Knox’s next musical endeavor: adding physics lyrics to the ’70s-era rock classic “American Pie” by Don McLean.
“Physics and science, in general, is not about remembering more equations than your peers, but about a beautiful and elegant interpretation of existence,” said Evan More, a UC Davis senior and also a former student. “Why should such a fascinating subject be encumbered by droning lectures and a pre-approved curriculum?”
Knox’s immersion in science began as soon as he started reading. A fascination with the cosmos was paramount. In high school, he became intrigued with books on quantum mechanics, which he said “radically reorients one’s view of reality. It posits very strange things.”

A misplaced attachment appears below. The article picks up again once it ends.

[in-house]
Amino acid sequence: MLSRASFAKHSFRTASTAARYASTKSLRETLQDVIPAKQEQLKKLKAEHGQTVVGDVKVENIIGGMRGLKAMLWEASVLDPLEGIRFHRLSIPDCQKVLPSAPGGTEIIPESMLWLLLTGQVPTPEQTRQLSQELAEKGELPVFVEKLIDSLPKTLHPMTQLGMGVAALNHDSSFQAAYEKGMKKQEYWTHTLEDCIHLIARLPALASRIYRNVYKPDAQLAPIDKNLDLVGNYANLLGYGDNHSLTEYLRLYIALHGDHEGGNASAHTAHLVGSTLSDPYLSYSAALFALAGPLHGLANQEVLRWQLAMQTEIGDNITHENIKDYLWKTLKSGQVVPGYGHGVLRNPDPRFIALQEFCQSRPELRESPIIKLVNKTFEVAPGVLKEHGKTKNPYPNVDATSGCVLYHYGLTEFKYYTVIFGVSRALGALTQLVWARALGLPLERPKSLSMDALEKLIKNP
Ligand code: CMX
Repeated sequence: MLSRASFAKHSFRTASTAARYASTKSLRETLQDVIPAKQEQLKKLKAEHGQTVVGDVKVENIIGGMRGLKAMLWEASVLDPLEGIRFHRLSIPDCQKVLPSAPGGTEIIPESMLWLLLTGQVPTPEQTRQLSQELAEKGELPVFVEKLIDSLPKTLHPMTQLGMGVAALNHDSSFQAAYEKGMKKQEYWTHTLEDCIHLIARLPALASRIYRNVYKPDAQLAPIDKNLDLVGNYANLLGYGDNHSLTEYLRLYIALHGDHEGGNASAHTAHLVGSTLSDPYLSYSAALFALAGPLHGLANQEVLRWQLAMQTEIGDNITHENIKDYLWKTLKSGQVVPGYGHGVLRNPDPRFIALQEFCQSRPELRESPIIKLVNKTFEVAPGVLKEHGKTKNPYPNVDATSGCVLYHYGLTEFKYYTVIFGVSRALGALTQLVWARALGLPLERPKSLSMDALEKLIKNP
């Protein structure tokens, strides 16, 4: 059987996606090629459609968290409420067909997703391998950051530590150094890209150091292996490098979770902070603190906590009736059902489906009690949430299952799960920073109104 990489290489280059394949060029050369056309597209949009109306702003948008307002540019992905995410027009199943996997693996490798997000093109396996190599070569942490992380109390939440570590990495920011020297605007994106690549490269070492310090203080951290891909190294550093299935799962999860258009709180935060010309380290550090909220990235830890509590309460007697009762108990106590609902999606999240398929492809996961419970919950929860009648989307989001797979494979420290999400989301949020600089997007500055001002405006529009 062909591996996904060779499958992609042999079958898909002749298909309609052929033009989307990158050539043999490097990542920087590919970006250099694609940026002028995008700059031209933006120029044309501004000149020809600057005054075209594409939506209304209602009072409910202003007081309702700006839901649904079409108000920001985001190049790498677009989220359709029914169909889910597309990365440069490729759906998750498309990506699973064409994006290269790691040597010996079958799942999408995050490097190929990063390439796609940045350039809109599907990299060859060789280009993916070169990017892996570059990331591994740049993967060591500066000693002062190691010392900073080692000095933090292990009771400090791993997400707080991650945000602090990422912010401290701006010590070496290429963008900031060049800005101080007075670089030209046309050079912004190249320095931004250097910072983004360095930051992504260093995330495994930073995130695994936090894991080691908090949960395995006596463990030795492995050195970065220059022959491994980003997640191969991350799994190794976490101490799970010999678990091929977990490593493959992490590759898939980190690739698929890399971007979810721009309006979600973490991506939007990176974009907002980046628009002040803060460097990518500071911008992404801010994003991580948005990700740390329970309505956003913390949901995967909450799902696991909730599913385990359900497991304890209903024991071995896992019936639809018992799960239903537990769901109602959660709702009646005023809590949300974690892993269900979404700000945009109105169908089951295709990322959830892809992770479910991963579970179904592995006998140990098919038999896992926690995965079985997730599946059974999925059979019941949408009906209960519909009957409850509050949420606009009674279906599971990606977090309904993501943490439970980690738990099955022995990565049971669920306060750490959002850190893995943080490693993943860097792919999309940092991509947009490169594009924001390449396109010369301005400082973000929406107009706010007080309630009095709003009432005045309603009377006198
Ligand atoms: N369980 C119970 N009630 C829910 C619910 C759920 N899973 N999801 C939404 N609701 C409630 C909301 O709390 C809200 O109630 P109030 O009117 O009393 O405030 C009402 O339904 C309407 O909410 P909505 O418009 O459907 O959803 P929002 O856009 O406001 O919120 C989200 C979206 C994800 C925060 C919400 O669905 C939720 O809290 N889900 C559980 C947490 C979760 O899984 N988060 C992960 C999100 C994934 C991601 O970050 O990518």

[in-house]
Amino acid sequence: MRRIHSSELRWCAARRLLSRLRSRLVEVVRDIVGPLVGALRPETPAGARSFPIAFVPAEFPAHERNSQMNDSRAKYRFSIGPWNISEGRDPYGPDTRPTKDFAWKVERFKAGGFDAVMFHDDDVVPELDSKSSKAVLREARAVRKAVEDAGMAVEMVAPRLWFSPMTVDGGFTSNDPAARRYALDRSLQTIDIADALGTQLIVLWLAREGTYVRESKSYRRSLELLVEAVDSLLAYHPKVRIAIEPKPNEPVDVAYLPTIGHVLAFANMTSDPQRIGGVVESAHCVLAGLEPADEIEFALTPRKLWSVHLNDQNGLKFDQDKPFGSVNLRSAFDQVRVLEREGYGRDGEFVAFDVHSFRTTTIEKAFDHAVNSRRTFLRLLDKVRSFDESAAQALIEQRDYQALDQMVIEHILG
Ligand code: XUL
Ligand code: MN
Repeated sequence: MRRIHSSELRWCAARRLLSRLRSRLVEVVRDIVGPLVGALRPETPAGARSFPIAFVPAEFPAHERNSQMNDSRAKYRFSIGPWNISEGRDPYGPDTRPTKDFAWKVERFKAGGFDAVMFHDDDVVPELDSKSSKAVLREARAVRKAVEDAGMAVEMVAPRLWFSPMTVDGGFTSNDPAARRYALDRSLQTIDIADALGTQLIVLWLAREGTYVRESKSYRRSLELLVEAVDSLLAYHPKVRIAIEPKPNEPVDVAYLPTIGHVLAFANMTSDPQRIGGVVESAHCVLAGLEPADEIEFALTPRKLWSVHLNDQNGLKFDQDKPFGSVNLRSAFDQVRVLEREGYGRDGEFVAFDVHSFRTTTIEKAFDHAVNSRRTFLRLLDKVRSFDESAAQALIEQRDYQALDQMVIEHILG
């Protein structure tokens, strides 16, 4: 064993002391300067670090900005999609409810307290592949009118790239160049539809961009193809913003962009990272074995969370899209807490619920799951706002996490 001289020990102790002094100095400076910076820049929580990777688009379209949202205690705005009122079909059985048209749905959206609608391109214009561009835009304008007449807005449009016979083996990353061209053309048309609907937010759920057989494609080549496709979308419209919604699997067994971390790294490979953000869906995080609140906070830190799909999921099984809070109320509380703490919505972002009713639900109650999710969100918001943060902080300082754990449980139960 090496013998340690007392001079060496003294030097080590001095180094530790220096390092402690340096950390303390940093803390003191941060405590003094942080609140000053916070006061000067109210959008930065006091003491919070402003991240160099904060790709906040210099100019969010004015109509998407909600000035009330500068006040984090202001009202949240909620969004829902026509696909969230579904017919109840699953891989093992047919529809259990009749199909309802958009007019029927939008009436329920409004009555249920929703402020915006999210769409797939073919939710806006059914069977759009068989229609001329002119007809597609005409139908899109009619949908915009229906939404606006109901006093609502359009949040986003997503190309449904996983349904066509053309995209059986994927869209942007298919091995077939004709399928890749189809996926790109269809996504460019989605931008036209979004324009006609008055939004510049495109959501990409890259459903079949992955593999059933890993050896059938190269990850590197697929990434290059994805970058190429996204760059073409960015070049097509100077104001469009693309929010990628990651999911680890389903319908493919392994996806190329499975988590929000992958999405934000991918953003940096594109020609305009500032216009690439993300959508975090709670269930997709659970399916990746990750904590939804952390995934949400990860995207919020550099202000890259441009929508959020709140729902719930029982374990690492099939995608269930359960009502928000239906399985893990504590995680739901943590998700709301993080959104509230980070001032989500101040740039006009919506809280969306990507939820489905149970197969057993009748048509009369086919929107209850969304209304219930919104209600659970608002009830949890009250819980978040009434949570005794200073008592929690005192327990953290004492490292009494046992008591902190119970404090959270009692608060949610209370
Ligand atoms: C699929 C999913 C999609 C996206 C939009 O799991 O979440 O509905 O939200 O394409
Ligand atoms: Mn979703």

Cosmology would not become his calling until graduate school. Knox said it seemed like a foregone conclusion that he would end up at the California Institute of Technology, but then he visited the University of Chicago, where he said he “heard all the open questions that were being asked in cosmology.”
At Chicago, he combined his childhood love of astronomy with a quest for defining certain laws of nature, and it proved a good fit. He earned his doctorate in 1995, and was a model student. “Some students need a gentle guiding hand, others need a firmer hand. But Lloyd was a rare ‘hands-off’ student,” said Kolb, who became his mentor.
His career appeared to be taking off – Knox became a tenured professor at UC Davis in 2002 and gained full professor status in 2006. But he began finding the work draining.
“I had poured a tremendous amount of energy into my research work,” he said. “I had enjoyed a lot of it. But looking into the future ... the thought of continuing to do the same kind of work indefinitely into the future just sapped my strength.”